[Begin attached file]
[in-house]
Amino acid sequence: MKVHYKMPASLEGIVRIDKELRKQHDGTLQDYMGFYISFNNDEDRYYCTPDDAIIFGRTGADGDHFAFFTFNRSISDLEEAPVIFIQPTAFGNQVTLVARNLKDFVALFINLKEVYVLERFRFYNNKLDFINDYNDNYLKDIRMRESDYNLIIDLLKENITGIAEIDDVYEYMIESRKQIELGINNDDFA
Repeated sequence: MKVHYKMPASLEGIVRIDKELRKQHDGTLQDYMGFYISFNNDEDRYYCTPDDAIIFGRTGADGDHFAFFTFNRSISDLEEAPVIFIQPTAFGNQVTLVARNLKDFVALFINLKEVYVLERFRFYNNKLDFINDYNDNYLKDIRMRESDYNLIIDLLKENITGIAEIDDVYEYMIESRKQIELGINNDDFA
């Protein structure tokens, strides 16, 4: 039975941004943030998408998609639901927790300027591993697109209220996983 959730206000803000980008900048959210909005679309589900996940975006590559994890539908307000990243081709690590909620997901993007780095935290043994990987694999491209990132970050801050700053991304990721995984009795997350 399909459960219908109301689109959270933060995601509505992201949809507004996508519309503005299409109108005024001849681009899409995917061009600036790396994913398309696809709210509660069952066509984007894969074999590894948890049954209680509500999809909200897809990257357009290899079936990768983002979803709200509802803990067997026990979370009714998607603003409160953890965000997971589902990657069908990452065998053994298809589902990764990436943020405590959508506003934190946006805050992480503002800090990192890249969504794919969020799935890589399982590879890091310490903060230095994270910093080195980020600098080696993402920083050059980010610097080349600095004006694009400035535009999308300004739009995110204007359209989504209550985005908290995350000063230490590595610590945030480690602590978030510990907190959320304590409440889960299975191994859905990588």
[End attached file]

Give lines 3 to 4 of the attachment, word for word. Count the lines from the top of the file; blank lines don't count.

Repeated sequence: MKVHYKMPASLEGIVRIDKELRKQHDGTLQDYMGFYISFNNDEDRYYCTPDDAIIFGRTGADGDHFAFFTFNRSISDLEEAPVIFIQPTAFGNQVTLVARNLKDFVALFINLKEVYVLERFRFYNNKLDFINDYNDNYLKDIRMRESDYNLIIDLLKENITGIAEIDDVYEYMIESRKQIELGINNDDFA
């Protein structure tokens, strides 16, 4: 039975941004943030998408998609639901927790300027591993697109209220996983 959730206000803000980008900048959210909005679309589900996940975006590559994890539908307000990243081709690590909620997901993007780095935290043994990987694999491209990132970050801050700053991304990721995984009795997350 399909459960219908109301689109959270933060995601509505992201949809507004996508519309503005299409109108005024001849681009899409995917061009600036790396994913398309696809709210509660069952066509984007894969074999590894948890049954209680509500999809909200897809990257357009290899079936990768983002979803709200509802803990067997026990979370009714998607603003409160953890965000997971589902990657069908990452065998053994298809589902990764990436943020405590959508506003934190946006805050992480503002800090990192890249969504794919969020799935890589399982590879890091310490903060230095994270910093080195980020600098080696993402920083050059980010610097080349600095004006694009400035535009999308300004739009995110204007359209989504209550985005908290995350000063230490590595610590945030480690602590978030510990907190959320304590409440889960299975191994859905990588």